Open Access

Ibandronate increases cortical bone density in patients with systemic lupus erythematosus on long-term glucocorticoid

  • Edmund K Li1Email author,
  • Tracy Y Zhu1,
  • Vivian Y Hung2,
  • Anthony W Kwok3,
  • Vivian W Lee4,
  • Kenneth K Lee4,
  • James F Griffith5,
  • Martin Li1,
  • Kong Chiu Wong1,
  • Ping Chung Leung3,
  • Ling Qin2 and
  • Lai Shan Tam1
Arthritis Research & Therapy201012:R198

https://doi.org/10.1186/ar3170

Received: 1 April 2010

Accepted: 22 October 2010

Published: 22 October 2010

Abstract

Introduction

The purpose of this research is to assess the effects of oral ibandronate on bone microarchitecture by using high-resolution peripheral quantitative computed tomography (HR-pQCT) in patients with systemic lupus erythematosus (SLE) taking a long-term glucocorticoid.

Methods

In this double-blind placebo-controlled study, 40 Chinese female SLE patients taking prednisolone were randomly assigned to receive either monthly oral ibandronate (150 mg) or placebo with daily 1-hydroxycholecalciferol (Alfacalcidol; 1 μg) and calcium supplement for 12 months. Assessments of bone microarchitecture by using HR-pQCT and area bone mineral density (aBMD) of the lumbar spine and hip with dual-energy x-ray absorptiometry (DXA) were performed at baseline and 12 months.

Results

No differences in baseline characteristics were found between the two groups. After 12 months, no statistical differences were noted in any of the bone densities, microarchitectural parameters, or percentage changes of these parameters, as measured with HR-pQCT or DXA between the two groups. However, within the active group, the percentage improvement was significant in cortical bone density (P = 0.023) which was absent in the placebo group. Improvement was also seen in the aBMD of both the lumbar spine (P < 0.0001) and the hip (P < 0.005). In the placebo group, the percentage increase in trabecular separation was significant (P = 0.04), and the percentage improvement in aBMD in the spine also was significant (P = 0.049).

Conclusions

Oral ibandronate treatment improves microarchitecture in SLE patients taking long-term glucocorticoid assessed with HR-pQCT, and this new technology may have a role in assessing bony changes in future longitudinal studies in SLE patients.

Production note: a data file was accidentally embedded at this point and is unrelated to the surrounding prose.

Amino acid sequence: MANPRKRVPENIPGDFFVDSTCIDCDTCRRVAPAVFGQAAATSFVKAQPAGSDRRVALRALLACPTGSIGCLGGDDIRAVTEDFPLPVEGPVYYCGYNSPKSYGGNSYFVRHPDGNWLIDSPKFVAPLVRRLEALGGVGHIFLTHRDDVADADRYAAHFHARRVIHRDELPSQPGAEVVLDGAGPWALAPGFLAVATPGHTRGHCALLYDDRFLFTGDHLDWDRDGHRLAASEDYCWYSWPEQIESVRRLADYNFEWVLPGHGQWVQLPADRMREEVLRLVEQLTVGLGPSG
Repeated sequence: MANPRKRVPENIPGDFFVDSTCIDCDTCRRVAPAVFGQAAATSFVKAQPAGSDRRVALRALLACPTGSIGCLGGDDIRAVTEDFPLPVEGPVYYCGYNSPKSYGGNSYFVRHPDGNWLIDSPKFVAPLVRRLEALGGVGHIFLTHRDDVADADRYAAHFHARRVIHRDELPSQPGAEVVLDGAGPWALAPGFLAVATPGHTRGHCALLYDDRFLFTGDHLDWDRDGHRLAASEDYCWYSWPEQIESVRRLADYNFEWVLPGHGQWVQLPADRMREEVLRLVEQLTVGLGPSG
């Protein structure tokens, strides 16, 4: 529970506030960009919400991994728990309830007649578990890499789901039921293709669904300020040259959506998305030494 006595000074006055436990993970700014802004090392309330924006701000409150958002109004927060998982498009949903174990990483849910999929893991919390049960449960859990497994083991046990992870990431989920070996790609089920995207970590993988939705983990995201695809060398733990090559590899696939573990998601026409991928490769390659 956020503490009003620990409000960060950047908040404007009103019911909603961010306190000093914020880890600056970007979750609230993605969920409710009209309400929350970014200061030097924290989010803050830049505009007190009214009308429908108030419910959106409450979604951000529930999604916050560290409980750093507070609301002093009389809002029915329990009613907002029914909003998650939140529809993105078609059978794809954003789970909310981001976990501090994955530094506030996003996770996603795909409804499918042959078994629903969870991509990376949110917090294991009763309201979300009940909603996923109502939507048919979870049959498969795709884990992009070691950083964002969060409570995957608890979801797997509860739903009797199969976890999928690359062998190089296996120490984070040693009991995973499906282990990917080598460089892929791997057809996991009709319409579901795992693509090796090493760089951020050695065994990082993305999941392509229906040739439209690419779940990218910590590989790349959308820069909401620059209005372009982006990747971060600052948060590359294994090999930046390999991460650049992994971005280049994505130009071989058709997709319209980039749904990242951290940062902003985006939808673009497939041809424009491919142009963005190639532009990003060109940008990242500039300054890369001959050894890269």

Trial registration

ClinicalTrials.gov identifier: NCT00668330.

Introduction

Patients taking a glucocorticoid who have sustained vertebral and nonvertebral fractures have an increase in mortality rate and a higher risk of subsequent fractures [14], with a reduction in quality of life [5] during the subsequent decade [6]. In some patients, the increase in risk is evident within 3 months of starting glucocorticoids [7, 8]. Patients receiving long-term glucocorticoids, such as patients with systemic lupus erythematosus (SLE), are similarly at risk of developing osteoporosis and fractures. We and others have demonstrated that patients with SLE have a high prevalence of asymptomatic vertebral fractures, even with normal area bone mineral density (aBMD) [911]. This suggests two problems: an inherent limitation of measurement of aBMD with dual-energy x-ray absorptiometry (DXA) for clinical assessment of bone-fracture risk, and that glucocorticoids lead to deterioration of bone quality, which cannot be measured with the DXA measurements. Independent of glucocorticoids, other factors in SLE may affect bone quality, including immobilization; vitamin D deficiency; hypogonadism, the presence of inflammatory cytokines; renal failure; and medications, including glucocorticoids, methotrexate, anticoagulants, and anticonvulsants [9]. We recently showed, by using high-resolution peripheral quantitative computed tomography (HR-pQCT), alterations of bone density and microarchitectures in SLE patients with vertebral fractures when the DXA was unable to show any differences between those with and without vertebral fractures [12]. Two cross-sectional studies reported that bone microarchitecture, measured by HR-pQCT at the distal radius, can distinguish postmenopausal women with and without fragility fractures, partly independent of aBMD [13, 14]. For these reasons, we investigated the effectiveness of using HR-pQCT to determine the effects of a bisphosphonate that has been established in the treatment of glucocorticoid-induced osteoporosis [1522]. Thus, this is the first study using this new technique to assess treatment-related changes in bone architecture in patients with glucocorticoid-induced osteoporosis.

Intravenous ibandronate is a potent nitrogen-containing bisphosphonate with established therapeutic efficacy and tolerability for patients with established glucocorticoid-induced osteoporosis [23, 24]. Other bisphosphonates with similar effects are risedronate, alendronate, and zoledronic acid [1519, 21, 22, 2527]. The oral preparation of ibandronate, however, has not been shown to be effective in glucocorticoid-induced osteoporosis, although it is efficacious in preventing bone loss in postmenopausal women [28, 29], with a significant reduction in vertebral fracture risks [3032]. Ibandronate shares a similar molecular mechanism with alendronate and risedronate [33]; thus it should also be useful in the prevention and treatment of glucocorticoid-induced osteoporosis. The aim of the study is to evaluate its effects in patients with SLE receiving glucocorticoids, by using HR-pQCT and DXA.

Materials and methods

Study design